Everybody loves lobbyists when they’re asking for their money.
But it’s not just Members and fundraisers looking for some K Street cash these days. [IMGCAP(1)]
The Congressional Federal Credit Union has stepped up a membership drive this month putting the sell on federally registered lobbyists.
“What may surprise you is that you too are eligible to join the Credit Union!” reads an April letter from the credit union’s Kerry Terry to lobbyists around town. “If you are a registered lobbyist with the U.S. House of Representatives, then you are eligible for membership.”
The credit union’s Liz Santos said the letter does not signal a change in policy — lobbyists have long been able to join the credit union. But, she said, “It’s not very often, honestly, that we reach out to the lobbyists, which is why we’re trying to cover all areas of the credit union membership.”
Talking Turkey. A delegation of Turkish parliamentarians fanned out across Capitol Hill last week to step up the pressure against a proposed Congressional resolution on Armenian genocide. The nonbinding resolution would label as genocide the killings of Armenians, starting in 1915, by the former Ottoman Empire, and the Turks are pulling out all the stops — meeting with several Members of Congress as well as administration officials.
“The resolution does not do justice,” Onur Öymen, a member of the Turkish Parliament, said last week during an editorial meeting with Roll Call in between Hill visits. “We believe at the end reason will prevail.”
The Turkish officials said their main message to their U.S. counterparts is that if Congress passes the resolution, the U.S. government will pay a hefty price.
“There will be public pressure [to retaliate],” said Yassar Yakis, adding that it is not a threat. The resolution could spur Turkey to stop letting cargo shipped to U.S. forces in Iraq come through the country, end contracts with American defense companies and hurt other U.S. commercial interests there. They took that message to Reps. John Murtha (D-Pa.), James Clyburn (D-S.C.) and Ike Skelton (D-Mo.), as well as Sens. Dick Lugar (R-Ind.), David Vitter (R-La.) and Jim DeMint (R-S.C.), according to the Turkish officials.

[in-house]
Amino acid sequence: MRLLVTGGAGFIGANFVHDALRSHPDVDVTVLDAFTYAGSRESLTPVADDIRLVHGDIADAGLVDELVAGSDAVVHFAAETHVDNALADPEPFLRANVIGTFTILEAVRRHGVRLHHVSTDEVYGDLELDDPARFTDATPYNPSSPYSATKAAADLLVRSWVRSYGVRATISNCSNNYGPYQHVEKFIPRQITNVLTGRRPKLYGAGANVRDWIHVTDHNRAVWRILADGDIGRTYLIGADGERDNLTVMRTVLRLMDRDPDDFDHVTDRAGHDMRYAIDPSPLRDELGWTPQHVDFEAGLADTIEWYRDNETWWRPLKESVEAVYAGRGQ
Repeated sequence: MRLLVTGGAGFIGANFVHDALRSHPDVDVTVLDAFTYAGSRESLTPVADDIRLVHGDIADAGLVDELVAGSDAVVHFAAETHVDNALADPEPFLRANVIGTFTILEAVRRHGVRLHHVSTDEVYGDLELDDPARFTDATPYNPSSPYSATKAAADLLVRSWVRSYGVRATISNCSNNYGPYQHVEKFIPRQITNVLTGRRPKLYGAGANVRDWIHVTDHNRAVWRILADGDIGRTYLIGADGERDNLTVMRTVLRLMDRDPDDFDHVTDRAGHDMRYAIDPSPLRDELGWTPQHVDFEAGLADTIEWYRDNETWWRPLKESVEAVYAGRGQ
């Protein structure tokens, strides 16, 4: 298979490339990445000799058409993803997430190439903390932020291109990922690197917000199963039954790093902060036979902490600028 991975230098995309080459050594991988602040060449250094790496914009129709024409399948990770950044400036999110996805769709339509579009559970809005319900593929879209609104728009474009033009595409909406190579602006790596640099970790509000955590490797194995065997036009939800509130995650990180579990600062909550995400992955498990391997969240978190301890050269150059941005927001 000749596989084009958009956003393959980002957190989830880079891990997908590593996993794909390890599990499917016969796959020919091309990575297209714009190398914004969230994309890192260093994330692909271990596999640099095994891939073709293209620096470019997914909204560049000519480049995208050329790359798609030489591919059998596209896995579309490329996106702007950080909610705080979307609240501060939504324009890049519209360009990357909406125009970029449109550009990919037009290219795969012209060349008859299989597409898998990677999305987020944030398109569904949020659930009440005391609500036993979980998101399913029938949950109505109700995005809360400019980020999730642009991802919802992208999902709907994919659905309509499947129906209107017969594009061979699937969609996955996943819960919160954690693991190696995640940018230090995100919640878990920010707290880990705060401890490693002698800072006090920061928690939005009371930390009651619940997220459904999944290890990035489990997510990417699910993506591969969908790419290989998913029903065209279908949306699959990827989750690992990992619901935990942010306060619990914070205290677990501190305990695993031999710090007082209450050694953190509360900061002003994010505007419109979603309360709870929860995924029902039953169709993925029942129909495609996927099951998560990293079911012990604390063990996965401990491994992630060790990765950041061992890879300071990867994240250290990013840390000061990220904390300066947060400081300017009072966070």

Rep. Frank Pallone (D-N.J.), the Democratic chairman of the Congressional Armenian Caucus, said that the Turkish officials’ lobbying blitz amounts to denial. “Denial is the last phase of genocide,” Pallone said. He added that he tells his colleagues, who might be concerned about retaliation from Turkey should the resolution pass: “Don’t listen to the bully because it’s the bully that did the genocide. If you’re going to be bullied around by the country that did the genocide then essentially you’re going along with the genocide.”
On Tuesday, a date widely recognized as Armenian Genocide Commemoration Day, members of the Armenian Caucus are planning an event with Armenian groups to shine the spotlight on the effort. “We continue to have an increasing number of Congressional co-sponsors for this, including Senate Majority Leader Harry Reid (D-Nev.), signed on,” said Elizabeth Chouldjian, communications director for the Armenian National Committee of America. “Sadly the Turkish government is continuing its worldwide campaign of Armenian genocide denial with this delegation being the latest manifestation of that.”
Going Solo, Global. After 20 years at BKSH & Associates, Riva Levinson has set off on her own, launching KRL International to focus on a range of clients either from, or with an interest in, the developing world. “It was just the right time,” she said of the move.
Levinson, who headed the international practice at BKSH, has already signed up a few clients: the governments of Liberia and Nigeria and the Iraq Memory Foundation.
The work with Liberia continues a decade-long relationship Levinson has fostered with Liberian President Ellen Johnson-Sirleaf, Africa’s first elected female president.
She also has logged considerable time on Iraq, working for four years with the exiled opposition and then traveling to Baghdad in 2003 to help the new government set up its communications operation. Now she is lobbying Congress to support the Iraq Memory Foundation, a virtual museum dedicated to documenting the crimes of Saddam Hussein’s regime.
Joining the firm as director is Molly McKew, who was most recently the research program manager for the American Enterprise Institute’s foreign and defense policy studies department. Levinson said they plan to “grow the business as the business grows.”
Having Heart. The American Heart Association is kicking off its lobby day Tuesday with a HEART for Women Act rally on the National Mall to gin up support for a bill that would increase awareness for heart disease in women. Paige Hemmis of the ABC show “Extreme Makeover: Home Edition” will be on hand to lend support for the bill. “She actually has a heart murmur herself and worked with a heart attack victim’s family to rebuild a house on the show,” said the association’s Jessica Collins. On Tuesday evening, the group wraps up the day by sponsoring its Go Red for Women Congressional reception.
K Street Moves. With climate change issues in the Congressional spotlight, the American Wind Energy Association has hired Gregory Wetstone as its senior director for government and public affairs. Wetstone formerly worked as environmental counsel for the House Energy and Commerce subcommittee on health, and he also was U.S. director of the International Fund for Animal Welfare.